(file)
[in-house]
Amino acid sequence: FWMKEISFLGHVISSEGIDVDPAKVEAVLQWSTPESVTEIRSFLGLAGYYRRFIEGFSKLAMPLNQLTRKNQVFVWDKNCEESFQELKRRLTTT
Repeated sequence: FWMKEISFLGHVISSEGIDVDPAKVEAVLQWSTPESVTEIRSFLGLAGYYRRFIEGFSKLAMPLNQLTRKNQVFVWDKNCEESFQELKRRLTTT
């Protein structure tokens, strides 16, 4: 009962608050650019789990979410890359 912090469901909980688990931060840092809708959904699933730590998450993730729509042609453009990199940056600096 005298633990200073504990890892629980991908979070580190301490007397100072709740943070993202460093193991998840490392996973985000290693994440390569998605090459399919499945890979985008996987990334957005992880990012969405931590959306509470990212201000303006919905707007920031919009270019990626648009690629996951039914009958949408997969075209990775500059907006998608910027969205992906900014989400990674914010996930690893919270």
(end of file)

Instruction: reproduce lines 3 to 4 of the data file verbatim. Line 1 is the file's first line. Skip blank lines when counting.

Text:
Repeated sequence: FWMKEISFLGHVISSEGIDVDPAKVEAVLQWSTPESVTEIRSFLGLAGYYRRFIEGFSKLAMPLNQLTRKNQVFVWDKNCEESFQELKRRLTTT
């Protein structure tokens, strides 16, 4: 009962608050650019789990979410890359 912090469901909980688990931060840092809708959904699933730590998450993730729509042609453009990199940056600096 005298633990200073504990890892629980991908979070580190301490007397100072709740943070993202460093193991998840490392996973985000290693994440390569998605090459399919499945890979985008996987990334957005992880990012969405931590959306509470990212201000303006919905707007920031919009270019990626648009690629996951039914009958949408997969075209990775500059907006998608910027969205992906900014989400990674914010996930690893919270």